With the Gilead case in mind, how should a company think about responding to a Section 220 request? Two decisions help shed some light and reinforce the practice points that we discuss below.

The Walt Disney Company: Court Rejects Stockholder’s Section 220 Request Related to Florida’s HB 1557

In Simeone v. The Walt Disney Company (Del. Ch. June 27, 2023), Vice Chancellor Lori W. Will rejected a Disney stockholder’s Section 220 request stemming from Disney’s response to Florida House Bill 1557. The bill, commonly referred to as the “Don’t Say Gay” law, “limits instruction on sexual orientation or gender identity in Florida classrooms.”  While initially remaining silent on the issue, Disney eventually spoke out against the legislation. Disney’s decision was met with swift action on the part of the Florida legislature, which voted to dissolve a special tax district encompassing the Walt Disney World Resort.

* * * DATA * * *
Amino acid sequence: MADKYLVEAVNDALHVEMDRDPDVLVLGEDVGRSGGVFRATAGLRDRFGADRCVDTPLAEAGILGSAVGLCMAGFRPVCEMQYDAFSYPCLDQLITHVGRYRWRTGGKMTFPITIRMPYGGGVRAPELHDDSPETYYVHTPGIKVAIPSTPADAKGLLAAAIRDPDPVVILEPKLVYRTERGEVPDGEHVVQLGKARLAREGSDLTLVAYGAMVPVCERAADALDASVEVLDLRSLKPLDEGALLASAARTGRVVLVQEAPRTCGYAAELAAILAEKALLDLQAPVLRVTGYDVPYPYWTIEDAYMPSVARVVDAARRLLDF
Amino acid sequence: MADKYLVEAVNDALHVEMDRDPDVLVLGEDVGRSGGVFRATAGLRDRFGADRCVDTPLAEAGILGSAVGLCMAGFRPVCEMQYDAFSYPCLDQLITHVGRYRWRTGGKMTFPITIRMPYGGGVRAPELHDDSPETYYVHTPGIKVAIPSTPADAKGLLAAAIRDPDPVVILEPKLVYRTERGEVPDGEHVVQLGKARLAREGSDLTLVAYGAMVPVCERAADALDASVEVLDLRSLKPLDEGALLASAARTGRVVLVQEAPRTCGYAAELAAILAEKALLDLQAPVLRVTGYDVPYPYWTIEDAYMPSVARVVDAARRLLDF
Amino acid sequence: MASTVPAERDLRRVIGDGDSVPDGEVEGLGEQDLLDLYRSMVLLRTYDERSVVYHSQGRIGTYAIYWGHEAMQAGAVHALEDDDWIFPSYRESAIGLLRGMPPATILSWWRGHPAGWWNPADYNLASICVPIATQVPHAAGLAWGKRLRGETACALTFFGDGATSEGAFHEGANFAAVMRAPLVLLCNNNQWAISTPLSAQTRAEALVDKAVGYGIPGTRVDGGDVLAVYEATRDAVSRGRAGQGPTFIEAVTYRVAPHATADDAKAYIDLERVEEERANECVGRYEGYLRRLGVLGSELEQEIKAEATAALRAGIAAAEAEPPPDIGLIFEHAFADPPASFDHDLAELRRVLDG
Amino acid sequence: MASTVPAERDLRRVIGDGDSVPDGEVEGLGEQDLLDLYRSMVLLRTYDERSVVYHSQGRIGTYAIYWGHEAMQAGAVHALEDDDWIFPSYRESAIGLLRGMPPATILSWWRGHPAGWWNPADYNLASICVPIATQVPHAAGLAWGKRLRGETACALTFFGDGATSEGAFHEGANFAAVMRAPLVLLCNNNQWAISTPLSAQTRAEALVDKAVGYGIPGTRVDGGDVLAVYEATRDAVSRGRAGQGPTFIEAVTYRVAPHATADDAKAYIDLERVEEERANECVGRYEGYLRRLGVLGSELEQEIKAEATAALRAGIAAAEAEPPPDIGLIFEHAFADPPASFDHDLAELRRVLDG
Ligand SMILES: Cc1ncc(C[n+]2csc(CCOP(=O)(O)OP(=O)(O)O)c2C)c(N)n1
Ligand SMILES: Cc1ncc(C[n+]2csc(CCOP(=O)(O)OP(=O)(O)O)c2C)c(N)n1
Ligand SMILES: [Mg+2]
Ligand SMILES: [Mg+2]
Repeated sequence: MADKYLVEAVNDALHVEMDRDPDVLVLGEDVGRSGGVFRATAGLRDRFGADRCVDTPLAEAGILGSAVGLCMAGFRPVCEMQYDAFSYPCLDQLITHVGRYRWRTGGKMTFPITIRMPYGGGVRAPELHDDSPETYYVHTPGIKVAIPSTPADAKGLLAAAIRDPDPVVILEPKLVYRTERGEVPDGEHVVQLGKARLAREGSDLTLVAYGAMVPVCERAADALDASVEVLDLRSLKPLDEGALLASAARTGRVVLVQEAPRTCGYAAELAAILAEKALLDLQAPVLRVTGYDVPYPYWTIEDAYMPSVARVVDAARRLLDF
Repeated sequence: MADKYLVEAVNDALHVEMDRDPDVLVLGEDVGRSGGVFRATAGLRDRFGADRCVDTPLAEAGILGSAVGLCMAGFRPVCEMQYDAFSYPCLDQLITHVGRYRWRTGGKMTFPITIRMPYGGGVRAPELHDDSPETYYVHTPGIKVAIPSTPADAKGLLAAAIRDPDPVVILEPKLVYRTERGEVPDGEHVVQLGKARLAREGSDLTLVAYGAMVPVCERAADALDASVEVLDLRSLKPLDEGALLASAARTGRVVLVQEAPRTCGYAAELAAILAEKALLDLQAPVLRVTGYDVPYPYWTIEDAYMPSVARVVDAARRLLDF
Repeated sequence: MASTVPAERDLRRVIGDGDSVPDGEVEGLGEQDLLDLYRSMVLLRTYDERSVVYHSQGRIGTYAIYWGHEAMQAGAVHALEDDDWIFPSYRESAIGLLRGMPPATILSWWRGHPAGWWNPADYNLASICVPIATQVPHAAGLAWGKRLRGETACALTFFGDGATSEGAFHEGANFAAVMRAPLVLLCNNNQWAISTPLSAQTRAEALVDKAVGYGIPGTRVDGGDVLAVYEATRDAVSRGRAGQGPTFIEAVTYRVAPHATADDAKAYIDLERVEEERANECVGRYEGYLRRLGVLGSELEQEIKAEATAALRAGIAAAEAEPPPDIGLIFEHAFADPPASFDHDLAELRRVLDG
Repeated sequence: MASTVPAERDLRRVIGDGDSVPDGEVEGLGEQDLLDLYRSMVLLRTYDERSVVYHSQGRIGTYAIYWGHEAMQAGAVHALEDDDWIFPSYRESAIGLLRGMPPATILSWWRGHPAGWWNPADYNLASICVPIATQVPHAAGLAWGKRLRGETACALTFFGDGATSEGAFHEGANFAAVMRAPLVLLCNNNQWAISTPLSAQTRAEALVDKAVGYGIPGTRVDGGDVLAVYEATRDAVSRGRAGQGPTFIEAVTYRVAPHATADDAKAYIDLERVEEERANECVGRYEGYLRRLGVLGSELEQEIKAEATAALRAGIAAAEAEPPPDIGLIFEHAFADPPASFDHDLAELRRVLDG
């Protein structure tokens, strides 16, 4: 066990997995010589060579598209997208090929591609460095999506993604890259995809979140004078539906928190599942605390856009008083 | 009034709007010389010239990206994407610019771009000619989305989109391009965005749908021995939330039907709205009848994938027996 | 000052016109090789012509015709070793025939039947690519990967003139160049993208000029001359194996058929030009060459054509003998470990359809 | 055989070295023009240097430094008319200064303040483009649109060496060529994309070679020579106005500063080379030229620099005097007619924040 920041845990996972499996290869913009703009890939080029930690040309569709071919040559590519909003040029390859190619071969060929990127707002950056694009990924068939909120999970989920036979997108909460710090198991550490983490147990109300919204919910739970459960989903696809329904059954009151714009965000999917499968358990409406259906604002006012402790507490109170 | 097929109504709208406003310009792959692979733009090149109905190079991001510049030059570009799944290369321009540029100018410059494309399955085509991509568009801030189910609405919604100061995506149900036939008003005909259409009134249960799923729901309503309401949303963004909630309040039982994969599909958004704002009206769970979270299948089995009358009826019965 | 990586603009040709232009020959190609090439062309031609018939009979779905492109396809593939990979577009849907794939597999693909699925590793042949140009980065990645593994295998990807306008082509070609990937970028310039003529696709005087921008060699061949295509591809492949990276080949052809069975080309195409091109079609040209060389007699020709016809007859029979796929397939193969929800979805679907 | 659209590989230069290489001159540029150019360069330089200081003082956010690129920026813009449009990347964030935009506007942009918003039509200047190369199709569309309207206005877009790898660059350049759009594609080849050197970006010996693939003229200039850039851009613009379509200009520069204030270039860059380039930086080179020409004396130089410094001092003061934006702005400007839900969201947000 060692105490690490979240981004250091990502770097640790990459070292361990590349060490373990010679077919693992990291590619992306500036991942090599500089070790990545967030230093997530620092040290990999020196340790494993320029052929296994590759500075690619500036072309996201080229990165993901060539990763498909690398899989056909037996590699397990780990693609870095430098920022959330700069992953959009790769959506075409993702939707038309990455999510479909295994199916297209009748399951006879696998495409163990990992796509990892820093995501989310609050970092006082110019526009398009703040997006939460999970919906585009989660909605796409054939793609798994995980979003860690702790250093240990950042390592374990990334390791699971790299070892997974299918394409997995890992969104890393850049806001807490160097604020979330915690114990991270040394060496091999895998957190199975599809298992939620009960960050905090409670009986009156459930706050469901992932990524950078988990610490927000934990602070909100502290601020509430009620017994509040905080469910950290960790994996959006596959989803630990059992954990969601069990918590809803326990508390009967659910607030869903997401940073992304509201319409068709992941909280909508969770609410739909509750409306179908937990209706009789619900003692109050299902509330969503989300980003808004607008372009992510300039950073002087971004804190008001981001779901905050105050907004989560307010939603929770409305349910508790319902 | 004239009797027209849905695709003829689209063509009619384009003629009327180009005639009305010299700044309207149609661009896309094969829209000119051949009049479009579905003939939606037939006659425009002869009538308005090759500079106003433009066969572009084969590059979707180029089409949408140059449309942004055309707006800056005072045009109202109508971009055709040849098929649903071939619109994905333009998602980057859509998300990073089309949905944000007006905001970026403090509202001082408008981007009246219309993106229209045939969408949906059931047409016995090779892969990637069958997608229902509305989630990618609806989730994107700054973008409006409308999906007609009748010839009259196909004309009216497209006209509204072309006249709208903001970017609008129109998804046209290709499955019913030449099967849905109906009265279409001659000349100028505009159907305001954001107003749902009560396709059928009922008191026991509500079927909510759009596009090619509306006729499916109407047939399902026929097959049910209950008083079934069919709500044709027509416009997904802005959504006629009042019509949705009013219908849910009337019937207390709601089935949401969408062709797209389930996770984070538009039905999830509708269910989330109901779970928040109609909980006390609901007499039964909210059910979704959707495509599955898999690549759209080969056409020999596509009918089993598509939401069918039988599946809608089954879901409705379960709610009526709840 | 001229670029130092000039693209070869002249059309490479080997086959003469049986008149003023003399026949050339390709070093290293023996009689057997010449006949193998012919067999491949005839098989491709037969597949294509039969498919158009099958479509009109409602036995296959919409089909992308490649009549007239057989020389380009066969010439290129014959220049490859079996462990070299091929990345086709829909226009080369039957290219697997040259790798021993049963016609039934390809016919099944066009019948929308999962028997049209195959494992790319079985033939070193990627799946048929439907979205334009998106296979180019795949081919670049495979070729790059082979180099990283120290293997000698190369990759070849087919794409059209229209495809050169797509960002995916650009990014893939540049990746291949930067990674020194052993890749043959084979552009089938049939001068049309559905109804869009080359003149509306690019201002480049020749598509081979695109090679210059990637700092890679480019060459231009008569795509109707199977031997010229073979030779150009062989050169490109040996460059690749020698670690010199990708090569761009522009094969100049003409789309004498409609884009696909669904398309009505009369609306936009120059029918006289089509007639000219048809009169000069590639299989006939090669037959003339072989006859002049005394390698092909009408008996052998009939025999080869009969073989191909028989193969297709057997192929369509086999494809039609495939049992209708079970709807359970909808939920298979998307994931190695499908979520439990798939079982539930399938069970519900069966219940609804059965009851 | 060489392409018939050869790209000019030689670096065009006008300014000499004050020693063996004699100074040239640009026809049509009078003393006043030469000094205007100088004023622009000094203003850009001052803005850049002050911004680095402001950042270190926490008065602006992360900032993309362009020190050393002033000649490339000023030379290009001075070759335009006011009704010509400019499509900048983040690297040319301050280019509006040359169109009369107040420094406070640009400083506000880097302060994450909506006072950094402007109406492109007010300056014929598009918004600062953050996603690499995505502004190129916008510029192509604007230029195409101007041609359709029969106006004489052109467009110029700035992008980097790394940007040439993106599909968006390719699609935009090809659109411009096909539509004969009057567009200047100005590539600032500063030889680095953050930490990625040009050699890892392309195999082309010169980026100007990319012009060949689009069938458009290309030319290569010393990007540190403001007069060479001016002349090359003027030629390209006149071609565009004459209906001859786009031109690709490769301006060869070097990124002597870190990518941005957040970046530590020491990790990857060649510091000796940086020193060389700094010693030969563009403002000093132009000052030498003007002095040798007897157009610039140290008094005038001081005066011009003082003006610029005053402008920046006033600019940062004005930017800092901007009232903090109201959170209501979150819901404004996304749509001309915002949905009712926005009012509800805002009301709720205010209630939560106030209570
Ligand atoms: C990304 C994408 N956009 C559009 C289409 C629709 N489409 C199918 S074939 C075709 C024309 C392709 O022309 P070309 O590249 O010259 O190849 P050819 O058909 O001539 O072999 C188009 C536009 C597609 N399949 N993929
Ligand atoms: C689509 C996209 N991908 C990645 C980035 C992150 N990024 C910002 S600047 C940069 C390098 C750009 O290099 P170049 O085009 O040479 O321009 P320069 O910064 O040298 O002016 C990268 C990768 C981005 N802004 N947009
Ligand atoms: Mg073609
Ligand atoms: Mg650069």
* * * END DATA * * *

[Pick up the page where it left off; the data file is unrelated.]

Afterwards, Disney was served with a Section 220 request. The basis for the request was to investigate whether Disney’s directors and officers breached their fiduciary duties by opposing
the legislation. The stockholder sought the following categories of documents covering the prior three years:

“(1) director independence questionnaires and “any other documents” reflecting ties among Disney directors; (2) Disney policies or guidelines about charitable or political contributions, or public positions on legislation or public policy issues; (3) meeting minutes and materials from the Disney Board or any Board committee about the Parental Rights Act, Disney’s March 28 press release, the dissolution of the [Reedy Creek Improvement District (RCID)], the economic benefits to Disney from the (RCID), and the policies and guidelines that were the subject of request; and (4) written correspondence “between or among any Disney directors (including [Chapek] in his capacity as CEO)” about the relevant issues.”